Celebrating the Tibetan Hat on National Hat Day
Today is National Hat Day, and we, at Norlha have reason to celebrate. Though Norlha’s hat history is short we look to a rich future, knowing that we draw from the rich and long saga of the Tibetan hat.
Hats are worn either to protect one from the cold or from the sun. Tibet has ample amounts of both, resulting in a very rich culture surrounding head wear. There were regional hats, which alone offered a wide and rich variety, religious hats marking rank or order and official hats which indicated position and status. Then, sometime in the beginning of the 20th century, Western headgear found its way into the Tibetan Plateau via British India and over the Himalayas on the back of yaks, to end up on the markets of Lhasa, Shigatse and Chamdo. They came not only from Europe, but also from North America, in the form of the Cowboy hats, a great favorite in Eastern Tibet. They were called ‘summer hats’ and were worn at that time with lightweight woolen chubas, the more stylish made from imported fabric.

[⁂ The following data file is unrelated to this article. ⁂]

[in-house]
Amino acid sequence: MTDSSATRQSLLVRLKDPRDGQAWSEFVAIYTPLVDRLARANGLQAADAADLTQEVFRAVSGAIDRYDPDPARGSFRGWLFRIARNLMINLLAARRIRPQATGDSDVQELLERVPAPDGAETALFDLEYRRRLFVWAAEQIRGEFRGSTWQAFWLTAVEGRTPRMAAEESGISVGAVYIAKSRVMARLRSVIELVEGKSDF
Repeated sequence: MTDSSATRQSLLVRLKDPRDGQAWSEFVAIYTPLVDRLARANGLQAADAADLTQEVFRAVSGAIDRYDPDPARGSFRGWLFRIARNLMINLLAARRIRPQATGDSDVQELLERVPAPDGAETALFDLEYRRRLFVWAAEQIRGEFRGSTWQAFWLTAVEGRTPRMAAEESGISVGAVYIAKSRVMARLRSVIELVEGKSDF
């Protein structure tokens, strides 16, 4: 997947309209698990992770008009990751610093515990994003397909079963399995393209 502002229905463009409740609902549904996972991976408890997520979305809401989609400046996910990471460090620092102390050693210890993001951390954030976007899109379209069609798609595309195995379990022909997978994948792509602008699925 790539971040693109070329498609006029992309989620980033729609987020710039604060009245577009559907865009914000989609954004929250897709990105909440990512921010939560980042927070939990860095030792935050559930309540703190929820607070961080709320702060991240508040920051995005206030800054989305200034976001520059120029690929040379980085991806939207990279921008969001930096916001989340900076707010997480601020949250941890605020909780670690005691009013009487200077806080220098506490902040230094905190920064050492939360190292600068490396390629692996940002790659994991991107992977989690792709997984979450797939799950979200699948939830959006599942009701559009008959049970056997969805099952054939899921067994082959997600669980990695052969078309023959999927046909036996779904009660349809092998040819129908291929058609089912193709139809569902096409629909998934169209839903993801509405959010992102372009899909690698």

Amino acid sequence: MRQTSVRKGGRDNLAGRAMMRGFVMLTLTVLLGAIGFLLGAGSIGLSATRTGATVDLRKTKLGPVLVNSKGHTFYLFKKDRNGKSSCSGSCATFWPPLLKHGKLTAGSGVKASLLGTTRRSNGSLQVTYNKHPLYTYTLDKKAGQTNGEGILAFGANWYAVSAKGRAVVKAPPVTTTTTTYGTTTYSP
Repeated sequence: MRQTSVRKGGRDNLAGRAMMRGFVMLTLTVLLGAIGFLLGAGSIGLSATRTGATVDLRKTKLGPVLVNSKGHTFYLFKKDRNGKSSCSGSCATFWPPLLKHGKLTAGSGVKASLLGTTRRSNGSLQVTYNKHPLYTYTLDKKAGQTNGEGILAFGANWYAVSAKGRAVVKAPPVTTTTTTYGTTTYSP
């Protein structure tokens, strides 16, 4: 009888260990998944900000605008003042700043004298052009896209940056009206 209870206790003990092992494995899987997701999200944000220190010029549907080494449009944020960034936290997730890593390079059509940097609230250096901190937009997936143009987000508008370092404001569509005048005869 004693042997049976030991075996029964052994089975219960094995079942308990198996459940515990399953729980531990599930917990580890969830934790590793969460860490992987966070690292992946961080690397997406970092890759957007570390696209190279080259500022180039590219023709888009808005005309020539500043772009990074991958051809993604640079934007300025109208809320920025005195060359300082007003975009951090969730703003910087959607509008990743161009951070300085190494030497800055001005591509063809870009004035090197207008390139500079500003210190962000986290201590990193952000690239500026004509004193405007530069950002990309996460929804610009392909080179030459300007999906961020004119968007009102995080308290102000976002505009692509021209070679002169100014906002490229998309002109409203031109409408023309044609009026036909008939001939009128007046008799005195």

Fedoras were favored in Lhasa, while Boss of the Plain hats, the original design to cowboy hats, made its way to Amdo, where it became a favorite among women. From the 80’s Tibetans were importing hats again, and American cowboy and Australian Outback hats were the favorite.
Norlha began making hats four years ago, using yak khullu felt as a main medium. We are also reviving older hat forms, among which is the conical and the Amdo fur bordered hat, without the fur. In time, we look to perfecting the art of hat making combining high level techniques from the West with designs from our rich cultural past.